James Elmer Galbraith, 73, a much-decorated veteran of World War II and of service in the Philadelphia Police Department, died Tuesday [November 29, 1983] at his home in Kensington.
A Philadelphian, he joined the department in 1939 and was promptly assigned to the motor bandit patrol, a hard-riding group of motorcycle riders, a squad that the department eventually fashioned into the highway patrol unit.
When the war broke out, he joined the Marines and became a member of the [2nd] Marine Raider Battalion, an outfit that fought its way across the South Pacific. Generally, he was in the first assault wave at places such as Guam, Okinawa, Bougainville and Emirau Island.
He was wounded June 16, 1945, as the war was winding down. A few months later, he returned home and went back to duty with the motorcycle squad.
A cool, quiet man with a commanding presence, he earned the rank of sergeant and headed the highway drill team. In that capacity, he trained the men and guided the performance of those who appeared in the Hero Thrill Show each year.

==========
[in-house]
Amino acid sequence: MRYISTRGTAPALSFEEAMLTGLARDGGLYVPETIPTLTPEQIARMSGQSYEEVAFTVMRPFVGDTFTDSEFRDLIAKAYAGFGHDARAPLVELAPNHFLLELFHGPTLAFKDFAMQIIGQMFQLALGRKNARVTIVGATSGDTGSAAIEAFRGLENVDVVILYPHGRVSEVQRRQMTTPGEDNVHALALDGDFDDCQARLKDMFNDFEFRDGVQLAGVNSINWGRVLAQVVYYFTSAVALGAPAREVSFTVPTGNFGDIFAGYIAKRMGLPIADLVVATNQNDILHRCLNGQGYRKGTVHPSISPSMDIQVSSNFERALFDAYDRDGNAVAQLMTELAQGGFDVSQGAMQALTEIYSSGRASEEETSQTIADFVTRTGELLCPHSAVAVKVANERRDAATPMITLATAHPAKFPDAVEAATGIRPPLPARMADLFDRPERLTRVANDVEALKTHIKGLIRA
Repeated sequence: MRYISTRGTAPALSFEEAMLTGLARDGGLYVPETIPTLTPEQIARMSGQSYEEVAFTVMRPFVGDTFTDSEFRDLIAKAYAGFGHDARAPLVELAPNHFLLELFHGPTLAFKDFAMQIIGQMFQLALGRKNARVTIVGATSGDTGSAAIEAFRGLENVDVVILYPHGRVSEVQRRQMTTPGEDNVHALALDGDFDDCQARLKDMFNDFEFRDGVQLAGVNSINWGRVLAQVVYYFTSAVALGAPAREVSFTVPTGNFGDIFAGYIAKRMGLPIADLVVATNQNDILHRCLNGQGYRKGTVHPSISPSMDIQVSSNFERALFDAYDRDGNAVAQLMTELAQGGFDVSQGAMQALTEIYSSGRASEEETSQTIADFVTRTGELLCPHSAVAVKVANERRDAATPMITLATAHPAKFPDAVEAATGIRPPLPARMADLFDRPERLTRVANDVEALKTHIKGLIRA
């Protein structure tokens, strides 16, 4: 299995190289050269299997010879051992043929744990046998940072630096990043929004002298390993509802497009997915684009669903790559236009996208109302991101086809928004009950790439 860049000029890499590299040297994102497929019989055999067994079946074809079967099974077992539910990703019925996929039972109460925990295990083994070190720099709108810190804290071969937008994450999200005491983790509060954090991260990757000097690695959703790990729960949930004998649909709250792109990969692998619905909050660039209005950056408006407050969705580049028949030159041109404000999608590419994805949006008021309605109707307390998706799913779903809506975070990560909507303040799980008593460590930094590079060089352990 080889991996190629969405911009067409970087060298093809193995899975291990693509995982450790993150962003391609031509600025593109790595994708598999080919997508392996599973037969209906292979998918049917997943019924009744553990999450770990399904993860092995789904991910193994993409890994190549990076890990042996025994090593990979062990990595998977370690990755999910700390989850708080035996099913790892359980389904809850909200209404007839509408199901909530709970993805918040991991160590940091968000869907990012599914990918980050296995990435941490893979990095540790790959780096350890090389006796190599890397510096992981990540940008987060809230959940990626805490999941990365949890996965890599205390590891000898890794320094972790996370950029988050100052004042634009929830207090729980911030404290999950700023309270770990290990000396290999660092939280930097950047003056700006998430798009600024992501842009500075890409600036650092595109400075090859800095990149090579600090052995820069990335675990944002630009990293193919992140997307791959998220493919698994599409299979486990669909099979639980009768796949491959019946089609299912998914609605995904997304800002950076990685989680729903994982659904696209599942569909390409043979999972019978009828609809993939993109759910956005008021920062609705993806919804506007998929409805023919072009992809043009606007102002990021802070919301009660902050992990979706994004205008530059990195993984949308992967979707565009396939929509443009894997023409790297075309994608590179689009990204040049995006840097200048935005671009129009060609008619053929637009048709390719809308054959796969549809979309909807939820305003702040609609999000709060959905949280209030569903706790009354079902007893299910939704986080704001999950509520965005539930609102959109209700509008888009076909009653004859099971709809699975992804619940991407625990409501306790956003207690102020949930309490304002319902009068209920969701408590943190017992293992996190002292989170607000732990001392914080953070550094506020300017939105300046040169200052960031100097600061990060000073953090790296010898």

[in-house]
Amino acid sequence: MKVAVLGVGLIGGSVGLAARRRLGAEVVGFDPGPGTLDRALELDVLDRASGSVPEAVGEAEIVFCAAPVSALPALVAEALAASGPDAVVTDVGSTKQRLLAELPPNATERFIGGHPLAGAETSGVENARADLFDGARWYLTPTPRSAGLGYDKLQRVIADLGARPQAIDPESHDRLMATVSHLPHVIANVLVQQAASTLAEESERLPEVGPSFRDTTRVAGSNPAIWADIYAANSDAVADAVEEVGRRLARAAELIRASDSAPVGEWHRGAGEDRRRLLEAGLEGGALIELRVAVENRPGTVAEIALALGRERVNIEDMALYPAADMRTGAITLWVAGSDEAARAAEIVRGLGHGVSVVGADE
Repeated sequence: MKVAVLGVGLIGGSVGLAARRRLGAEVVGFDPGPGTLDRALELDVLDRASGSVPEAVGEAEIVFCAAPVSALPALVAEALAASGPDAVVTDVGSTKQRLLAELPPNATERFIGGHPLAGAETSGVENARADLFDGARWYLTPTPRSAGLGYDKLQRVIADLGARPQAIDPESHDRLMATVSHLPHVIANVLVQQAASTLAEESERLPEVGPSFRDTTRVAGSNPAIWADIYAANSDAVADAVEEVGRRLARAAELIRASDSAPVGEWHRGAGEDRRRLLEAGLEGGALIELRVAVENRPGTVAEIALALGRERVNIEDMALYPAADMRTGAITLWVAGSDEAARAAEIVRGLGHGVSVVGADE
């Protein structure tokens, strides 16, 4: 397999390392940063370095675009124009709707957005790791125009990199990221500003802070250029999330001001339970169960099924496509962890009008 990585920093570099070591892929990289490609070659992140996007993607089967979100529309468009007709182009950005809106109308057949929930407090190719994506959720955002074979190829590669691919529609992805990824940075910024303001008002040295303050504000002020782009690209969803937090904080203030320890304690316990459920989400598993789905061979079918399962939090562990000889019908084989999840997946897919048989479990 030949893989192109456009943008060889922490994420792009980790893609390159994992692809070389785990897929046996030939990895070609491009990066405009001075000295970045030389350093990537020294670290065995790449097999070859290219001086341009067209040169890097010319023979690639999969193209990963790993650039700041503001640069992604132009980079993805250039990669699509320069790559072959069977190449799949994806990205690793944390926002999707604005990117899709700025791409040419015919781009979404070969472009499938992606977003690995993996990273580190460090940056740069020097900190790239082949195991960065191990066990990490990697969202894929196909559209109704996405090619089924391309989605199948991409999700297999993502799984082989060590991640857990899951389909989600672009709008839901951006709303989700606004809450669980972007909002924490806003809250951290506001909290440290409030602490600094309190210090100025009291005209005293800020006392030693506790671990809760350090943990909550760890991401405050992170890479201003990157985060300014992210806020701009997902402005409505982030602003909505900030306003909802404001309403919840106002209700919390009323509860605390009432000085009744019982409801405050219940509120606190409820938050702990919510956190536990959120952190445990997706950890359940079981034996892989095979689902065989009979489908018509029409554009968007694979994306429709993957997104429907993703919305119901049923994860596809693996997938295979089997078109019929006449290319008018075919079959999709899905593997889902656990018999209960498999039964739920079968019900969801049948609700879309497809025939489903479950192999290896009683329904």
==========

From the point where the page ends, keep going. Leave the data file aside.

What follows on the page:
He also led the escort teams for presidents, visiting royalty and winning athletic teams during his 22 years on the force. He was also the officer who gave rookies their motorcycle training.
John Harrington, a now-retired officer who worked with him in coaching the drill team during the 1950s and 1960s, remembered him as “a guy who could really make a motorcycle talk.”
Harrington, a sergeant who went on to become president of Philadelphia’s Lodge 5, of the state and national Fraternal Order of Police, described him as “fearless, one of the best riders the department ever had.”
Harrington recalled when he and Sgt. Galbraith led the motorcycle team in opening the Northeast Extension of the Pennsylvania Turnpike, when they rode in President Kennedy’s inaugural parade at Kennedy’s invitation and the citations Sgt. Galbraith won for breaking up holdups and arresting the robbers.
He was a “good sergeant,” Harrington said. “He was a fair guy and very good to his men. He was a man among men.”
In the years that followed his retirement, Sgt. Galbraith worked on the security force at Liberty Bell Park.
Surviving are his wife, Lorraine Hewlett Galbraith; his sons, James Jr. and Richard; a stepdaughter, Dolores, and four grandchildren.
A viewing will be held from 7 to 10 p.m. tomorrow at the McCafferty Funeral Home, 6711 Frankford Ave., where services will be held at 10 a.m. Saturday. Burial will be in Forest Hills Cemetery.